China Fuels Ethanol Industry with Yams, Sweet Potatoes and Cassava

In 2006, China imported 145 million tons of crude oil, accounting for 44% of its consumption of oil. With the rapid growth in vehicle sales in China, consumption of fuel oil for vehicles accounted for 35% of oil consumption in 2006. And demand for fuel oil in China continues to grow at the rate of 15-16% per year. To satisfy domestic demand for vehicle fuel, control its dependence on foreign sources of oil and attempt to moderate fuel costs, China has embarked on a robust effort to ramp up fuel ethanol development.

Beginning in 2002, China experienced a spurt of grain-based ethanol refinery development. At that time, with the price of oil rising and China experiencing bumper grain yields, Chinese decision-makers encouraged the development of grain-based ethanol as a substitute for oil. By 2006, however, Beijing recognized that the use of grains for ethanol production was putting a strain on food supplies and causing worrisome increases in food prices. (In 2006, China’s ethanol production was about 3.5 million tons, of which fuel ethanol output was 1.3 million tons, the third largest in the world.)

Consequently, the Chinese imposed a moratorium on further development of ethanol plants on December 18, 2006 when the National Development and Reform Commission (NDRC) and the Ministry of Finance jointly issued the {Notice Concerning Strengthening the Management of Bio-fuel Ethanol Projects and Promoting the Healthy Development of the Industry}. In the year and a half since the Notice was issued, while the examination and approval of new fuel ethanol projects was put on hold, Beijing did not specifically encourage the development of non-grain based ethanol plant development. Since then, China has stabilized its grain supply and now boasts grain reserves of nearly ½ of China’s yearly grain consumption (250 million MT).

Now that Beijing appears to have successfully steered ethanol development away from grain-based feedstock, there are signs that China is poised for scale development of non-grain based ethanol. Though China’s population is large and its land mass inadequate for such a large population, there are approximately 212 million hectares (525 million acres) of wasteland in China, which, if cultivated properly with appropriate energy-producing plants, could produce the equivalent of 45 million tons per year (TPY) of oil for every 10 million hectares of land used.

COFCO, the Fortune 500 Chinese diversified agribusiness, food and bioenergy company, China Grain Oils Joint Stock Co., Ltd. (Zhongguo Liangyou), Sinopec and PetroChina are among the largest companies in this space that are building non-grain biofuel plants in various locations throughout China. There are also dozens of smaller privately run companies, like the Shandong Jinyimeng Group, engaged in non-grain ethanol biofuel development. Though there are projects using a variety of other non-grain feedstock, including waste oils, palm oil, the jatropha plant and the tung oil tree, etc., China’s focus now appears to be on the development of non-grain ethanol based largely on yam/cassava/sweet potato as the feedstock.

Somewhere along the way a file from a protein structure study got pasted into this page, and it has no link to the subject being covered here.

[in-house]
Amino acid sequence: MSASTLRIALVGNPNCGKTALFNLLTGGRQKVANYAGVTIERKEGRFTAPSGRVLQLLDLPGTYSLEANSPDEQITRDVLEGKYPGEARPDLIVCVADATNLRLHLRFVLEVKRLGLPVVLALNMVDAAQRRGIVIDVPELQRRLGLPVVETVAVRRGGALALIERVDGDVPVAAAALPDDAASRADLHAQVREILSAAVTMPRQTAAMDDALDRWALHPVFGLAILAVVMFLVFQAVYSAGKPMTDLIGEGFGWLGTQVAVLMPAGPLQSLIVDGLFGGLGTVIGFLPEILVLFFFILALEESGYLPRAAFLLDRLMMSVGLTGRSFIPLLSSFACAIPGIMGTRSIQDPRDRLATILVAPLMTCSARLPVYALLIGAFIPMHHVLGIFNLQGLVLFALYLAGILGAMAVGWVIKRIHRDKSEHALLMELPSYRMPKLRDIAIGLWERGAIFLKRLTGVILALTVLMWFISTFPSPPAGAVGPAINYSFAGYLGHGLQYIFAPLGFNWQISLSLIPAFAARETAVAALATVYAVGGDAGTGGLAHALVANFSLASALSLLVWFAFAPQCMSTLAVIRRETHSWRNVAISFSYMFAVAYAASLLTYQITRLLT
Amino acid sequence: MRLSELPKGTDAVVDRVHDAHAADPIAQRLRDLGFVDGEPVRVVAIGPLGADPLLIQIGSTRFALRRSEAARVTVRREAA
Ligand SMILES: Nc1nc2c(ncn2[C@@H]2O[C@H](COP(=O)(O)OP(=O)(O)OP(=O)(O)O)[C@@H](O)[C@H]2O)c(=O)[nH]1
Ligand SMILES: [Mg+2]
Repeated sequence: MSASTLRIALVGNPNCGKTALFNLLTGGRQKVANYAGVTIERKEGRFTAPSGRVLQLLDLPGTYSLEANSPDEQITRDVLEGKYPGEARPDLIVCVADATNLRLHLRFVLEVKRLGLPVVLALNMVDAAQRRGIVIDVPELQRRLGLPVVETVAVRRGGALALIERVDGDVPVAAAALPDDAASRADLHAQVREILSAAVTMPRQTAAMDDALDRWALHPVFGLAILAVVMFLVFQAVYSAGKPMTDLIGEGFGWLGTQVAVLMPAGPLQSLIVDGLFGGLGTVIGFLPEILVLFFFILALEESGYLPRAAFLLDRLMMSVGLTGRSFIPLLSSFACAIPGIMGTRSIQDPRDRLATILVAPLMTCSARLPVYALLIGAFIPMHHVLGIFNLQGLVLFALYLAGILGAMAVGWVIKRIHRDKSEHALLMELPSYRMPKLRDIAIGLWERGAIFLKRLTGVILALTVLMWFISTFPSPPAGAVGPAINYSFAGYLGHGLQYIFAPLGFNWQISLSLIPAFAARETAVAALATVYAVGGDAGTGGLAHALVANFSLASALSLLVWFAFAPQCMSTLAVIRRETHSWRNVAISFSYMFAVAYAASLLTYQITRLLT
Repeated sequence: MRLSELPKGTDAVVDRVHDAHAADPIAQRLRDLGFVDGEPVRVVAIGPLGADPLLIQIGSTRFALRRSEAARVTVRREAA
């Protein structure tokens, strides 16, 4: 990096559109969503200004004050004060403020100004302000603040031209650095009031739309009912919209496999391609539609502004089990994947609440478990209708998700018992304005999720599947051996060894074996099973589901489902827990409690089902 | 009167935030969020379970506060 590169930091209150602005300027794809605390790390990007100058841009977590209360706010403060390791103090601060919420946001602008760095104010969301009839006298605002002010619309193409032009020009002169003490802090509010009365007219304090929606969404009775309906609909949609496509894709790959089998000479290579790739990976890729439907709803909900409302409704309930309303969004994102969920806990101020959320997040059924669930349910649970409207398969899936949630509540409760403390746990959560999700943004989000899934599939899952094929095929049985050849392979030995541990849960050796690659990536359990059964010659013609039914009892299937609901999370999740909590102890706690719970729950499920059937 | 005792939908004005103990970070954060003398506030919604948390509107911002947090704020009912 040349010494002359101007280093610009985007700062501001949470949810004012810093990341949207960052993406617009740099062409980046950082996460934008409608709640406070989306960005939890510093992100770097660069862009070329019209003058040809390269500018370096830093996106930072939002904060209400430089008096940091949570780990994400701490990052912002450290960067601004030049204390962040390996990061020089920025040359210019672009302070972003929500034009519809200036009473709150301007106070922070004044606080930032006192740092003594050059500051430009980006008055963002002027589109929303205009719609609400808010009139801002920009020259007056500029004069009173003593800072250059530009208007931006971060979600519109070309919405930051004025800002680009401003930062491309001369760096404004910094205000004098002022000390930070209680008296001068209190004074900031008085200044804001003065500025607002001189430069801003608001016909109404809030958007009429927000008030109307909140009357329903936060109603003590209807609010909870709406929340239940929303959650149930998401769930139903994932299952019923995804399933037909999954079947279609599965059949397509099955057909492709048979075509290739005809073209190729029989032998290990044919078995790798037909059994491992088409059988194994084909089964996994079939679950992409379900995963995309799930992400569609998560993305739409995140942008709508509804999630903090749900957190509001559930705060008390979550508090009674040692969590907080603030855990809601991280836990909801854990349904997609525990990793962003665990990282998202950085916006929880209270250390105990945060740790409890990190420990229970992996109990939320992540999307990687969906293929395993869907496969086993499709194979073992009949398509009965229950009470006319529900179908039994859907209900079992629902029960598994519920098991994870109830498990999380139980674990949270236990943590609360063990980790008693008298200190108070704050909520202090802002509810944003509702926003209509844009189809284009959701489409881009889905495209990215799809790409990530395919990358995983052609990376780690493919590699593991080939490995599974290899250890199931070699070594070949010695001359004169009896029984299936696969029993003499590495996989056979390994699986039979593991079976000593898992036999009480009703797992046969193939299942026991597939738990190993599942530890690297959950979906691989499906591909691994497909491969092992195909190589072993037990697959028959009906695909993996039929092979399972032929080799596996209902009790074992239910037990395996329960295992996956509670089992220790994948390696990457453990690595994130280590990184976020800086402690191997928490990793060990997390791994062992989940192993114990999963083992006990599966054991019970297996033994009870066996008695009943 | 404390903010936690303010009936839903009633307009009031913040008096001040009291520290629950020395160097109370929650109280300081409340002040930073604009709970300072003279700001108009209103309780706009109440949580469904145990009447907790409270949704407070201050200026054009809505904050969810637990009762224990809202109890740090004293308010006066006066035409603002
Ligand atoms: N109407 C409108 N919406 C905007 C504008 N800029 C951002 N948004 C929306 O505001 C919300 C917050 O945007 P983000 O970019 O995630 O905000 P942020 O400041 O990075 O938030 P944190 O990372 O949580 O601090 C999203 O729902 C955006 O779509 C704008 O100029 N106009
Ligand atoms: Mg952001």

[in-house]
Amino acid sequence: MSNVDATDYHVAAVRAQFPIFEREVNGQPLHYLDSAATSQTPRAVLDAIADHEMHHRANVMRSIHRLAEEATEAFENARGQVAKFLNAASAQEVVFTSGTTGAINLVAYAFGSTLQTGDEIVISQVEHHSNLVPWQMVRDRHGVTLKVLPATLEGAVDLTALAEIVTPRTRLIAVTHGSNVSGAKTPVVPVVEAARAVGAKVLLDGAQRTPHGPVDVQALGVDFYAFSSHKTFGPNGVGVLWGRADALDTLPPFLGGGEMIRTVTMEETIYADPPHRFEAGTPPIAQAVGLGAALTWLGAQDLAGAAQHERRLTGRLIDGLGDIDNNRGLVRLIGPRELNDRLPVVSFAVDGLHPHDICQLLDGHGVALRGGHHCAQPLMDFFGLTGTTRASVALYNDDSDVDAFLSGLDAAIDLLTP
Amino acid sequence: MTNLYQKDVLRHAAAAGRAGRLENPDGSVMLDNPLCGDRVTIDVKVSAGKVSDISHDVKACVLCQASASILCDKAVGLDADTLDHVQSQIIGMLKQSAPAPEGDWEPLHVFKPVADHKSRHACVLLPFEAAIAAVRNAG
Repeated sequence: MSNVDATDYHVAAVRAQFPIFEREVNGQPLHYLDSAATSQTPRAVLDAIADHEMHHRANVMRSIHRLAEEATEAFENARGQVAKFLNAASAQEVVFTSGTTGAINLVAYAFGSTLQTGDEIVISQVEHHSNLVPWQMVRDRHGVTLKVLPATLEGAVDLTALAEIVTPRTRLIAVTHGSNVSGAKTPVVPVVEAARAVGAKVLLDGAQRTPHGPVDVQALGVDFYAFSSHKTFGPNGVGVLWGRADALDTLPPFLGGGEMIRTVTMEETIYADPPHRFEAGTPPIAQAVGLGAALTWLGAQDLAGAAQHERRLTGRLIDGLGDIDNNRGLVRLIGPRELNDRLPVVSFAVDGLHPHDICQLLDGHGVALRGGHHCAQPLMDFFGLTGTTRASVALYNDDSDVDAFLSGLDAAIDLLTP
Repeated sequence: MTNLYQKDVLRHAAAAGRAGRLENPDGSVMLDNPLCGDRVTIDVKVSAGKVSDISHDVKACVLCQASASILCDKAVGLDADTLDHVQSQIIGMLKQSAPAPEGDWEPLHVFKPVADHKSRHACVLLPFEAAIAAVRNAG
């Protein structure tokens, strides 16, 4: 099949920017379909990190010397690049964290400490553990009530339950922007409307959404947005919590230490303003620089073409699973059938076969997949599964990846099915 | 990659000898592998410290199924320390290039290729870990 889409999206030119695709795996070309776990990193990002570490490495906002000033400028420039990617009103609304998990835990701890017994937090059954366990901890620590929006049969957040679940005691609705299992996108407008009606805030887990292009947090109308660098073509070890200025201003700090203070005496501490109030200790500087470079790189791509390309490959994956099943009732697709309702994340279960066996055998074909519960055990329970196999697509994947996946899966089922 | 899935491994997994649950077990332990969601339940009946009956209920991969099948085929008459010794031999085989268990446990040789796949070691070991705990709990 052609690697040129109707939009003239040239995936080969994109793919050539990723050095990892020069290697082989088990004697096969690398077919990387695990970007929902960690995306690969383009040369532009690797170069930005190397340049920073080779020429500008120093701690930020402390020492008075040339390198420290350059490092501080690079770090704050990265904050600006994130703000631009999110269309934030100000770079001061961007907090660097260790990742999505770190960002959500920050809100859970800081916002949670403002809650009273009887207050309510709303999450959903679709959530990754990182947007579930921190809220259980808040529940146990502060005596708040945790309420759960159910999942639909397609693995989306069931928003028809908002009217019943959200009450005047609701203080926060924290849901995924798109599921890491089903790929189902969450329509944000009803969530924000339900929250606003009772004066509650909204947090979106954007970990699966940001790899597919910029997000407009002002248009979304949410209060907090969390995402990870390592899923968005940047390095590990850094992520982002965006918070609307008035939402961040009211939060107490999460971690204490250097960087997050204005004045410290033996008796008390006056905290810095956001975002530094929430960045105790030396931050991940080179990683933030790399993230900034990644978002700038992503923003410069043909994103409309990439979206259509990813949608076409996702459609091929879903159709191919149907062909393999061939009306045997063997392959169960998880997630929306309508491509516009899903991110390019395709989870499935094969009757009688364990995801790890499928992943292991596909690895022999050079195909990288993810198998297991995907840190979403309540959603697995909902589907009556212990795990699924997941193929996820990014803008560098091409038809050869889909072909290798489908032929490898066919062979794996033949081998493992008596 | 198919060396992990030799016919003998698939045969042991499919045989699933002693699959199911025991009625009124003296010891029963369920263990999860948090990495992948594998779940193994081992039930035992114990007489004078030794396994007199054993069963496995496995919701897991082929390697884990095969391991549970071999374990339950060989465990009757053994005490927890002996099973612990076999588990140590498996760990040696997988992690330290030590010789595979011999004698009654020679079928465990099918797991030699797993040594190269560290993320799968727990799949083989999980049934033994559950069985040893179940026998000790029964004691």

In early April 2008 the China International Project Consultancy Corp., under the direction of the NDRC, completed an evaluation of five provinces and city with respect to their suitability for non-grain ethanol projects. The report concluded that developing ethanol refining capacity based on yam/cassava/sweet potato in those five provinces and city — Hubei, Hebei, Jiangsu, Jiangxi and Chongqing — would be in keeping with the government’s policy of substituting non-grain ethanol for grain ethanol and would not compete with food requirements.

With respect to the five provinces/cities that the NDRC has targeted for construction of yam/sweet potato/cassava fuel ethanol bases, the China International Project Consultancy Corp.’s analysis notes that Hubei Province has a long history of cultivation of sweet potatoes and Hebei province has a large amount of marginal lands that are appropriate for the cultivation of such non-grain feedstock.

Likewise in Jiangxi province, there is a relatively large amount of wasteland, which can be cultivated for fuel crops; Jiangxi farmers are accustomed to cultivating sweet potatoes and also have had a positive experience with test cultivation of cassava. According to the report, Jiangsu Province and the city of Chongqing also have good conditions for the development of a non-grain ethanol industry. These five provinces/city already have begun work on commercializing their non-grain biofuel ethanol industries.

The first of the non-grain ethanol projects slated for this group of five provinces and city is being developed by the Chongqing-based World Petroleum Company using sweet potatoes as the feedstock; this project will produce 100,000 TPY of ethanol. On April 1, 2008 Hong Kong Development, a publicly traded Hong Kong company, announced that it would purchase a 71% interest in World Petroleum Company for 163.4 million Yuan [US $23.4 million]. In addition to the Chongqing World Petroleum Company, there are four other Chongqing companies that are investing or plan to invest in ethanol projects. Chongqing is China’s third largest producer of sweet potatoes with output of ~20 million TPY; there are two areas within Chongqing that have emerged as centers of fuel ethanol refining: Changshou and Wanzhou.